I was referring to this when I said largest ancestry group:

This map shows which ethnicities have the largest ancestry in U.S. counties.

Of course Blacks can come from many places and aren't fully African, etc. This is just according to what people self identify. And the largest group of people that self identify as Black happens to be the case in both Maryland and KC.

Now again, considering that the most populous counties of MD are majority Black or at least a plurality, it would explain how MD is not and never will be a Red State. In the majority White counties it can lean either Purple or Red, and in German majority counties it goes Red. But, these aren't heavily populated thus can't make a huge difference. Though it noticeable that between Baltimore City and Baltimore County, when you account for the smaller Black percentage in the suburbs, that the Blue politics aren't as pronounced. It follows that for a "Northeastern" state, there certainly happen to be more White Republicans as a percentage even if they aren't the majority.

Now back to KC, if you look at the county maps and see how frequent Blacks are the largest ancestry group in Western states, it isn't very often. There are lots of things the West is known for but significant Black influence is not one of them.
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Old 03-19-2017, 07:20 PM
 
Location: Germantown, Philadelphia
3,672 posts, read 1,780,395 times
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Quote:
Originally Posted by EddieOlSkool View Post
I was referring to this when I said largest ancestry group:

This map shows which ethnicities have the largest ancestry in U.S. counties.

Of course Blacks can come from many places and aren't fully African, etc. This is just according to what people self identify. And the largest group of people that self identify as Black happens to be the case in both Maryland and KC.

Now again, considering that the most populous counties of MD are majority Black or at least a plurality, it would explain how MD is not and never will be a Red State. In the majority White counties it can lean either Purple or Red, and in German majority counties it goes Red. But, these aren't heavily populated thus can't make a huge difference. Though it noticeable that between Baltimore City and Baltimore County, when you account for the smaller Black percentage in the suburbs, that the Blue politics aren't as pronounced. It follows that for a "Northeastern" state, there certainly happen to be more White Republicans as a percentage even if they aren't the majority.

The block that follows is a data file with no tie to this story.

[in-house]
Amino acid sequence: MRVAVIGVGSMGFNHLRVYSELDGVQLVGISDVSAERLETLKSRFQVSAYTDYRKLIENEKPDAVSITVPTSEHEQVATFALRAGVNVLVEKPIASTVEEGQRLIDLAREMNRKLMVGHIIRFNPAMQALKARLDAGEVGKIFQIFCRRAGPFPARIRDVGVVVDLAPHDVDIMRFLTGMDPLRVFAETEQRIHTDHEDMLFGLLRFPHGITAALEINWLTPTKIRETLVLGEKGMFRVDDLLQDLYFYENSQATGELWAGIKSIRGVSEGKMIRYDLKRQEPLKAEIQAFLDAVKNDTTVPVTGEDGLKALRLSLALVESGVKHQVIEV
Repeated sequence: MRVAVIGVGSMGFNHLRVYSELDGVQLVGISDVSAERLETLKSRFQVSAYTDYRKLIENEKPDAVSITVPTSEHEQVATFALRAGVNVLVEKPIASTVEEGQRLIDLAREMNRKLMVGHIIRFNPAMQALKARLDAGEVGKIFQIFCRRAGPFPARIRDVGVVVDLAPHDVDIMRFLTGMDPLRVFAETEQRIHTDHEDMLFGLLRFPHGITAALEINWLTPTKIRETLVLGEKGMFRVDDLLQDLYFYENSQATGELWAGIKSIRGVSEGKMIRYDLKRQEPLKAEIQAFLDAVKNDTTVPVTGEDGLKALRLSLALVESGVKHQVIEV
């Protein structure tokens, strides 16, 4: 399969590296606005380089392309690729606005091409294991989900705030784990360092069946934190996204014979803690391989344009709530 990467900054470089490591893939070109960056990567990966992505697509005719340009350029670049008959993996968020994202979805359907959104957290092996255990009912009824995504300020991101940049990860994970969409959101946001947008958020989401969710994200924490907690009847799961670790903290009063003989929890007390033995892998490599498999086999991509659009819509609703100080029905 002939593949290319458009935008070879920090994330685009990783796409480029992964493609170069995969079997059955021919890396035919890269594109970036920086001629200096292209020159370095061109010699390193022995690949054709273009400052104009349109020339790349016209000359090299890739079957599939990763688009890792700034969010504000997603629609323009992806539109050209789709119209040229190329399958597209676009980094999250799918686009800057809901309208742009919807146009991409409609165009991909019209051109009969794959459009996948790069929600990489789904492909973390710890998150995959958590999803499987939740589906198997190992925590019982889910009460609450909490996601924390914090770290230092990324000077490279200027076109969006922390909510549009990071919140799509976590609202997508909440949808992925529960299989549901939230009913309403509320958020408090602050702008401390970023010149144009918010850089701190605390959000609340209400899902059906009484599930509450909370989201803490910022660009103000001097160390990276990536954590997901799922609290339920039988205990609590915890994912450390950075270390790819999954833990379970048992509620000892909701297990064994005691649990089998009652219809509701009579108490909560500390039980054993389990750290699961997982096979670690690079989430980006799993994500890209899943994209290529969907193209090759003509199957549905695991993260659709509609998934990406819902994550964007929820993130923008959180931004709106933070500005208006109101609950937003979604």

Now back to KC, if you look at the county maps and see how frequent Blacks are the largest ancestry group in Western states, it isn't very often. There are lots of things the West is known for but significant Black influence is not one of them.
Okay, now what you said upthread makes a lot more sense.

You were talking "ethnicity," and I was talking race. "White" isn't an ethnicity, while "African American" is at once an ethnicity and a race in the American taxonomy, the term having replaced "black" as a description of the racial group.*

And when you break it down by ethnicity, you were using the term "plurality" correctly. African-Americans are the single largest ethnic group of origin in much of the South, where no one ethnic group accounts for the ancestry of a majority of the population in most counties.

But take a look at that county map again. African-Americans are the largest single ethnic group in only one of the 15 counties that currently comprise the Kansas City MSA: Jackson, the most populous one and the one that contains all of the pre-World War II City of Kansas City, Mo., save for Harlem. Not even in Wyandotte, the county with the second-largest percentage of residents who are of African descent, is this the case.

And Kansas City only occupies part of Jackson County, and since World War II it has extended into parts of three other counties - Clay, Platte, and Cass - as well. Given that the single largest ancestry group in the other 14 counties is German, and racially speaking, Germans are white, there's a better than even chance that people of German ancestry make up the plurality of Kansas City residents. That's DEFINITELY not "Southern" at all: where African-Americans don't make up the plurality, "Americans" do in all the rest of both the Deep South and the Upper South ("Greater Appalachia"), except for the Tidewater region, where the Germans take over again, and southern Louisiana, which is indeed "New France," ancestrally speaking.

(Actuallly, the extent to which German is the single largest ancestry group surprises me; I didn't think that many of them had emigrated or that they had propagated so widely in the country.)

The number of counties where "American" is listed as the largest ancestry group says a lot to me about the cultural attitudes of white Southerners too. IMO, the only people who can rightfully claim that as their ancestry are those who were already here when [Columbus landed on Hispaniola | the Pilgrims arrived at first Provincetown then Plymouth Rock | the Spaniards made their way north through Mexico and up into Alta California]. The rest of us are ALL descended from immigrants from somewhere in Europe or Africa (or to a lesser extent Asia and the Middle East).

*Edited to add: And in light of the growing number of immigrants to the United States from sub-Saharan Africa, it's going to become an increasingly confusing term, for the African immigrants have none of the cultural baggage the descendants of the slaves carry with them and function in American society more like their other fellow immigrants do - a source of minor friction between the two groups. Given where those African immigrants are settling, it probably won't be a source of discomfort for them, for they're not settling yet in the parts of the country where all the white people might assume anyone they see with dark skin is a descendant of a slave.